Collective bargaining was coined 1891 by English sociologist and social reformer Beatrice Webb; it was defined in U.S. 1935 by the Wagner Act. Collective noun is recorded from 1510s; collective security first attested 1934 in speech by Winston Churchill.

As a noun, from 1640s, "a collective noun" (singular in number but signifying an aggregate or assemblage, such as crowd, jury, society). As short for collective farm (in the USSR) it dates from 1925; collective farm itself is first attested 1919 in translations of Lenin.

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bloomers (n.)

1851, named for U.S. feminist reformer Amelia Jenks Bloomer (1818-1894), who promoted them. The surname is attested from c. 1200, said to mean "iron-worker," from Old English bloma (see bloom (n.2)). The original Bloomer costume was a short skirt, loose trousers buttoned round the ankle, and a broad-brimmed, low-crowned hat.

The failure of the Bloomer dress seems to have arisen from the mixed character it assumed, and the unpleasant confusion of ideas it occasioned. It partook of the man's the woman's and the child's. A bold assumption of a full male dress, as by Madame Dudevant and Miss Weber, and such as is worn at pleasure by ladies, traveling or on excursions, anywhere on the continent of Europe, would have had a much better chance of tolerance and success. ["The Illustrated Manners Book, A Manual of Good Behavior and Polite Accomplishment," New York, 1855]
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Calvinism (n.)

1560s, "religious doctrines and theology of John Calvin" (1509-1564), French Protestant reformer and theologian. With -ism. Alternative form Calvinian was in use in 1566. Later extended broadly to positions he did not hold. Generalized association with stern moral codes and predestination is attested at least since 1853. Related: Calvinist; Calvinistic.

The peculiar characteristics of his system, as derived from his "Institutes," are his doctrines of original sin, namely, that we derive from Adam "not only the punishment, but also the pollution to which the punishment is justly due"; of freedom of the will, namely, that man "in his present state is despoiled of freedom of will and subject to a miserable slavery"; of grace, or that "the Lord both begins and completes the good work in us," and gives us "both will and power"; of predestination, or "the eternal decree of God, by which he has determined in himself what he would have become of every individual of mankind"; and of perseverance, or the doctrine that all the elect will certainly be saved. [Century Dictionary]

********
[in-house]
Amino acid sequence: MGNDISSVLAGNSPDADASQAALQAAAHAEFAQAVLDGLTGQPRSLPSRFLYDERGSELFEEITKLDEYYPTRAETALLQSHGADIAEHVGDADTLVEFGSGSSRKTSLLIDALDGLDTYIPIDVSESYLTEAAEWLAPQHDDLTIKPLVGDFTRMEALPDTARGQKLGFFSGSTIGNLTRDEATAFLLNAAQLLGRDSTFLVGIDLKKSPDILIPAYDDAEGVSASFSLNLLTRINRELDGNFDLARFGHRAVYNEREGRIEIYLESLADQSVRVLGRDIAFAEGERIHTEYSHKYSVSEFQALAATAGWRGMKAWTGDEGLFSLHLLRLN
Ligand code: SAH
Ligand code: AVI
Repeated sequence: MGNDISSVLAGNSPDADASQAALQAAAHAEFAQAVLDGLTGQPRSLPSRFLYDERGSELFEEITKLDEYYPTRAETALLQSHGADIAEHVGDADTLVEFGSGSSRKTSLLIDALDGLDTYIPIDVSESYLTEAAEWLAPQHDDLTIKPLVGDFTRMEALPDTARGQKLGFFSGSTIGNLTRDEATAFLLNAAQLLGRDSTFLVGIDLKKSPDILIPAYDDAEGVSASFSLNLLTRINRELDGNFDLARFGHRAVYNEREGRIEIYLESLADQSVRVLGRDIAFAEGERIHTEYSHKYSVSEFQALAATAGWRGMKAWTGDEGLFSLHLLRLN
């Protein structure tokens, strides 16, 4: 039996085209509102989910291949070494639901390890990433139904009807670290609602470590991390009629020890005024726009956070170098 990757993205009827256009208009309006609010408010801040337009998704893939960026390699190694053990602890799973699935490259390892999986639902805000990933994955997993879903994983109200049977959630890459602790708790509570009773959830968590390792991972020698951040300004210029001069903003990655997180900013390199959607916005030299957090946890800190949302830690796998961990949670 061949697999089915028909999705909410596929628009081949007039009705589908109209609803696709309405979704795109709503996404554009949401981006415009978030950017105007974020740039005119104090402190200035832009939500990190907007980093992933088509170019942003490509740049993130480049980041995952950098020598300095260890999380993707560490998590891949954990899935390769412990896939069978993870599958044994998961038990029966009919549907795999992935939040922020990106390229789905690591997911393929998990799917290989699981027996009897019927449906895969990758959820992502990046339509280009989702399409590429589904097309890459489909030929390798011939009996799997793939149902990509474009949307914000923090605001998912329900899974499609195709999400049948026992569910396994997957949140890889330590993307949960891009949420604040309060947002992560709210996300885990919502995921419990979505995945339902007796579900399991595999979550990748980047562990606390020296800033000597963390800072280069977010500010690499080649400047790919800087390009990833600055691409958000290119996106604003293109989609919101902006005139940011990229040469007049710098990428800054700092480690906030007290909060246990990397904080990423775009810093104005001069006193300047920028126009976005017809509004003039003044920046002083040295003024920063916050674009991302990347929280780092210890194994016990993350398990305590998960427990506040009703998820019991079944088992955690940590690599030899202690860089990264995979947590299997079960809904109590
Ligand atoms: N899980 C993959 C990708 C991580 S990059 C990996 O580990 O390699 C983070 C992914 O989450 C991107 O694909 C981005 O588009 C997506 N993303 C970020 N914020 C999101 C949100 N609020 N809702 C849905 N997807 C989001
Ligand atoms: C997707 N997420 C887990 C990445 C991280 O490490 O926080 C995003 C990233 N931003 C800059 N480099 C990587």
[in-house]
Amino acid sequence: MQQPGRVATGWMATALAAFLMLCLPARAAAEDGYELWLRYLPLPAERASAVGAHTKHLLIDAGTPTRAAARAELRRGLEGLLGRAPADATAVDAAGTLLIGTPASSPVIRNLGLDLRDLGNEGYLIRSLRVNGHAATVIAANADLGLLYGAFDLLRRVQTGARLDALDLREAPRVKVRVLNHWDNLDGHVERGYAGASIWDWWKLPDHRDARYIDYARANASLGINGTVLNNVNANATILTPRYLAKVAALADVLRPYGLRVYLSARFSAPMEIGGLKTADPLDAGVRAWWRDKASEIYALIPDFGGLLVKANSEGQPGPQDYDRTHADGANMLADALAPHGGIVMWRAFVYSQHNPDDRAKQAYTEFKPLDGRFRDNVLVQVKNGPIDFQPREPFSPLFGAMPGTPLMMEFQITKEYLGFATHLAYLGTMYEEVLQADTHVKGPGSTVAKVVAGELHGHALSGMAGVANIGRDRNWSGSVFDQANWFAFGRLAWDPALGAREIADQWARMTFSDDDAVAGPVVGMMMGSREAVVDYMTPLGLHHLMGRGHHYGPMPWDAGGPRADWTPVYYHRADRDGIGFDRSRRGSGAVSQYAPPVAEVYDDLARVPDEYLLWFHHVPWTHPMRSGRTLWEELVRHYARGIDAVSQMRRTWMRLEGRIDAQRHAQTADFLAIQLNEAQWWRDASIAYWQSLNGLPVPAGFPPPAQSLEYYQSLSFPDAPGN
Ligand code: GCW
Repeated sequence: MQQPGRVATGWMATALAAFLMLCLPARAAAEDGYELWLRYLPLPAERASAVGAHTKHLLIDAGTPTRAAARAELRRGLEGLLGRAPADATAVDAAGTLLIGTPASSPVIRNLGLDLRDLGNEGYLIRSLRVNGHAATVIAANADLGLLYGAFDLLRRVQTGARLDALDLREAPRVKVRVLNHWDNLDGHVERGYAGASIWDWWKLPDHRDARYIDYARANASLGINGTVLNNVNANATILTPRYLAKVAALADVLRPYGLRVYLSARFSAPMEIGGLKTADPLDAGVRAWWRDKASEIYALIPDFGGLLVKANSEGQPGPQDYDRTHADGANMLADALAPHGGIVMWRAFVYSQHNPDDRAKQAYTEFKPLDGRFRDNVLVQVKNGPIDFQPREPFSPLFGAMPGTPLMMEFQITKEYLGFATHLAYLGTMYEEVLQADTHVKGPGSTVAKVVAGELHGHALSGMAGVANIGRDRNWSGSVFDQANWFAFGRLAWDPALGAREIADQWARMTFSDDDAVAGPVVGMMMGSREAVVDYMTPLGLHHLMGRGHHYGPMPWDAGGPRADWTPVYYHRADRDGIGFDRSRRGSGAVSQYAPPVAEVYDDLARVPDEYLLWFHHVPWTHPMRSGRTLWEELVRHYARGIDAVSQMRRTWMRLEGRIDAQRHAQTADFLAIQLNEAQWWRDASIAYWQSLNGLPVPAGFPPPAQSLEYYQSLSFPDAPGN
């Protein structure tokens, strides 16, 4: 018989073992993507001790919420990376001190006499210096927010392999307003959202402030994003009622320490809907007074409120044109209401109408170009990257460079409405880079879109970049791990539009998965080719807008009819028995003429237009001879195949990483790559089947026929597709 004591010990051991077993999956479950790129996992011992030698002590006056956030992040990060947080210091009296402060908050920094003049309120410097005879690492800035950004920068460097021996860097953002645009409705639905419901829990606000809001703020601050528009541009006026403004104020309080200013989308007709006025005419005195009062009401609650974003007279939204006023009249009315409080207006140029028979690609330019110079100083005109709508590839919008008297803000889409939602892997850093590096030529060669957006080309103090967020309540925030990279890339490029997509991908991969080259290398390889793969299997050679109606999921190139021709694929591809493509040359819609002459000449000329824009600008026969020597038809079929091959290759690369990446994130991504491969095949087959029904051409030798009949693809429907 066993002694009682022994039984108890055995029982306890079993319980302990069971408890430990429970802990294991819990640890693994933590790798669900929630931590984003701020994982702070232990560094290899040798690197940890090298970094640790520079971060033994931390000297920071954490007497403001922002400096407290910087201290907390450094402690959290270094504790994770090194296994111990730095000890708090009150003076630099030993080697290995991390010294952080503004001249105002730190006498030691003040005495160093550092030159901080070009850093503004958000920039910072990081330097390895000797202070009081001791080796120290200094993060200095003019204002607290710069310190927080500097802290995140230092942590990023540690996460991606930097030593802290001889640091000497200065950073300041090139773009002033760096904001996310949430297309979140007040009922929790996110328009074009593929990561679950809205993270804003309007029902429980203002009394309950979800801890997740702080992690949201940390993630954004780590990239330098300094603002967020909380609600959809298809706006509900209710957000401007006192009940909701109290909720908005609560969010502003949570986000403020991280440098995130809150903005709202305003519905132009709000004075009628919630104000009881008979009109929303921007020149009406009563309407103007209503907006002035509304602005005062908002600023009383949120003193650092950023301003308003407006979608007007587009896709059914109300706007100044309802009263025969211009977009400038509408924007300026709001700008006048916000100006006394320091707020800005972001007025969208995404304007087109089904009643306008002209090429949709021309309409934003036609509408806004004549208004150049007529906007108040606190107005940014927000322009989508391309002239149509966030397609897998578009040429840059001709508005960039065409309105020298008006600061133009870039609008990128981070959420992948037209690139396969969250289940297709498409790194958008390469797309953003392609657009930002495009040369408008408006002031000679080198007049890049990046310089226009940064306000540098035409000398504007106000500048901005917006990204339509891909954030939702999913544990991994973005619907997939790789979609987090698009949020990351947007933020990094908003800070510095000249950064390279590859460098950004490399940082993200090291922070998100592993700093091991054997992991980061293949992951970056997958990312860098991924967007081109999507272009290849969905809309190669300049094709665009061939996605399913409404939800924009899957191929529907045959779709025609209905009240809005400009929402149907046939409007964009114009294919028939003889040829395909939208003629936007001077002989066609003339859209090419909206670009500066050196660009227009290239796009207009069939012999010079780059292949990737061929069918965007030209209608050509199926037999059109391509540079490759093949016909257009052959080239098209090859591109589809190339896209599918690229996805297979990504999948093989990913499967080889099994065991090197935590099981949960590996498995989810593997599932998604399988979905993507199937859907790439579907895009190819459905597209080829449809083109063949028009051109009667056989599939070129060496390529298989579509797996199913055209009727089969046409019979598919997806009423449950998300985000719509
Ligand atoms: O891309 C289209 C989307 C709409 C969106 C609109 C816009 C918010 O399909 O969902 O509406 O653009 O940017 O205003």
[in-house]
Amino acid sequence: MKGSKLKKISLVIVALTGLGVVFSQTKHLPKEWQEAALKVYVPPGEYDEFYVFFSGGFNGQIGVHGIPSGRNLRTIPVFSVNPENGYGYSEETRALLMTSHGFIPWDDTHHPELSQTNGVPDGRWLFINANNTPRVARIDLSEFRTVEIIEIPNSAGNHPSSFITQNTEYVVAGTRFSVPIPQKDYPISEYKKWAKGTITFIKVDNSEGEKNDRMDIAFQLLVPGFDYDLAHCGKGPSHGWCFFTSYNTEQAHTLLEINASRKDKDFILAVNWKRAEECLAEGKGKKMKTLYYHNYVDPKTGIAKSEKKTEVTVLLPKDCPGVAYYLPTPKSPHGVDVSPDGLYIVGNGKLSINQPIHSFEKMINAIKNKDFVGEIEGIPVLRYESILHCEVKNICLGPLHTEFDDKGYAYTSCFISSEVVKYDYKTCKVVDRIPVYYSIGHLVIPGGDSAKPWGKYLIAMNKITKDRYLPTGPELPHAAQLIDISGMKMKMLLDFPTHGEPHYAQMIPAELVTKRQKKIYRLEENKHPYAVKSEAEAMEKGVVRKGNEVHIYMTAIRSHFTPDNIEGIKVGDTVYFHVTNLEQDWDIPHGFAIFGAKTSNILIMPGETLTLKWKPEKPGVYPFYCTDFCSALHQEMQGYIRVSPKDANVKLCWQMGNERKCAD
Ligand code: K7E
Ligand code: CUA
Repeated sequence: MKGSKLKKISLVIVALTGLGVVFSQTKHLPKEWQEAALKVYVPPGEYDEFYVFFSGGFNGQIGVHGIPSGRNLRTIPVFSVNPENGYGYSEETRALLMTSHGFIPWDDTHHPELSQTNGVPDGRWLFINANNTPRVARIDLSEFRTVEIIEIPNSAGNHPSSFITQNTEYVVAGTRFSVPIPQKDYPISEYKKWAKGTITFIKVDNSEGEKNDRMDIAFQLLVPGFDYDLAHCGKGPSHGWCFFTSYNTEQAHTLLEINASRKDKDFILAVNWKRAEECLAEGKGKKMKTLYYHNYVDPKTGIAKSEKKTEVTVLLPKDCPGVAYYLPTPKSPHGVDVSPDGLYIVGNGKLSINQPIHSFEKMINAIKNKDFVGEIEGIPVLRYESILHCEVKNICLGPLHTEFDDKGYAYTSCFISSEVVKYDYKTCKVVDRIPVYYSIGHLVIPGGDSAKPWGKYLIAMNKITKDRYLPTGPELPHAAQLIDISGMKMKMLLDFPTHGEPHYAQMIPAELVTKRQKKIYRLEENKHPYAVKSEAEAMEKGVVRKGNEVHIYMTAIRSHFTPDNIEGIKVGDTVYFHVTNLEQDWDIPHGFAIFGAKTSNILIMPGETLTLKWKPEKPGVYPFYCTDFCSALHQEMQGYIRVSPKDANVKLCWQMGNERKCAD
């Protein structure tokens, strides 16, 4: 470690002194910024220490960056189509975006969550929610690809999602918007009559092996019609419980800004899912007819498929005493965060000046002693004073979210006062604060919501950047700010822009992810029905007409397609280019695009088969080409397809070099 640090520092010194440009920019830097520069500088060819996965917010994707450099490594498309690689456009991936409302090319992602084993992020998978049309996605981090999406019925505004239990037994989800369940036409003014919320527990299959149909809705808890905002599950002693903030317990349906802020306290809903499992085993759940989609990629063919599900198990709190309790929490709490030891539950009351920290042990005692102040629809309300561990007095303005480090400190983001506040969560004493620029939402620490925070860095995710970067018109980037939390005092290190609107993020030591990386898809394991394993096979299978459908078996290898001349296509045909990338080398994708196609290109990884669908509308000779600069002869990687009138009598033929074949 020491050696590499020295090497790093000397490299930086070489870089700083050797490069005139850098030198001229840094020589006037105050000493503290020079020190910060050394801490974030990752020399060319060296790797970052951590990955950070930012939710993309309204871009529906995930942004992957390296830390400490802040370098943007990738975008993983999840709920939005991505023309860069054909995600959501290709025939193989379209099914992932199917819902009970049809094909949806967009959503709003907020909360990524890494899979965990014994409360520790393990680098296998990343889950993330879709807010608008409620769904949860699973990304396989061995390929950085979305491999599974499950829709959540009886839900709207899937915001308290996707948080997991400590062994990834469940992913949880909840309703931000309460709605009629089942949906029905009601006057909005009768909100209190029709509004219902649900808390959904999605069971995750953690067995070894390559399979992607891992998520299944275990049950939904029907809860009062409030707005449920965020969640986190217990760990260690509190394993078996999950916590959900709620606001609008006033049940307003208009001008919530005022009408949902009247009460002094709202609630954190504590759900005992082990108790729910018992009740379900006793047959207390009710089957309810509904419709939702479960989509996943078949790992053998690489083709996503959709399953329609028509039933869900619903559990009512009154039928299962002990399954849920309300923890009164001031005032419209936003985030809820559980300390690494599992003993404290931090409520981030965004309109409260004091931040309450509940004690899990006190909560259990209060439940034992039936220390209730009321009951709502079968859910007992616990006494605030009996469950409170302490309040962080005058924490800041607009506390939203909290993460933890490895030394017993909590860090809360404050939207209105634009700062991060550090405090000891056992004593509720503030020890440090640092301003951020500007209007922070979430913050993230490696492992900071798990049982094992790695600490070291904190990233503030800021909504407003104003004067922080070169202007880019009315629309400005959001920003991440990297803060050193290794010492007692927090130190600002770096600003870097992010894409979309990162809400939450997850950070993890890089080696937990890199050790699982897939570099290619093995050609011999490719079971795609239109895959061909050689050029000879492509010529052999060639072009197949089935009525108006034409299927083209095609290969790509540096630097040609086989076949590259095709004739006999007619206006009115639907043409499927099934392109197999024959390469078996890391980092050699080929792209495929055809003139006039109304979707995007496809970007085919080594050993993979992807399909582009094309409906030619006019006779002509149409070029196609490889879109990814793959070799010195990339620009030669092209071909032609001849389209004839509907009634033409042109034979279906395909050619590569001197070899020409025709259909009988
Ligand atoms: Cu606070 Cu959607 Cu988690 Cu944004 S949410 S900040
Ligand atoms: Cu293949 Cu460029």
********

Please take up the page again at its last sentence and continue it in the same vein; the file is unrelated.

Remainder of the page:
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forty (adj., n.)

"1 more than thirty-nine, twice twenty; the number which is one more than thirty-nine; a symbol representing this number;" early 12c., feowerti, from Old English feowertig, Northumbrian feuortig "forty," from feower "four" (from PIE root *kwetwer- "four") + tig "group of ten" (see -ty (1)). Compare Old Saxon fiwartig, Old Frisian fiuwertich, Dutch veertig, Old High German fiorzug, German vierzig, Old Norse fjorir tigir, Gothic fidwor tigjus.

[T]he number 40 must have been used very frequently by Mesha's scribe as a round number. It is probably often used in that way in the Bible where it is remarkably frequent, esp. in reference to periods of days or years. ... How it came to be so used is not quite certain, but it may have originated, partly at any rate, in the idea that 40 years constituted a generation or the period at the end of which a man attains maturity, an idea common, it would seem, to the Greeks, the Israelites, and the Arabs. ["The International Standard Bible Encyclopedia," James Orr, ed., Chicago, 1915]

Forty winks "short sleep" is attested from 1821; in early use associated with, and perhaps coined by, English eccentric and lifestyle reformer William Kitchiner M.D. (1775-1827). Forty-niner in U.S. history was an adventurer to California (usually from one of the eastern states) in search of fortune during the gold rush of 1849.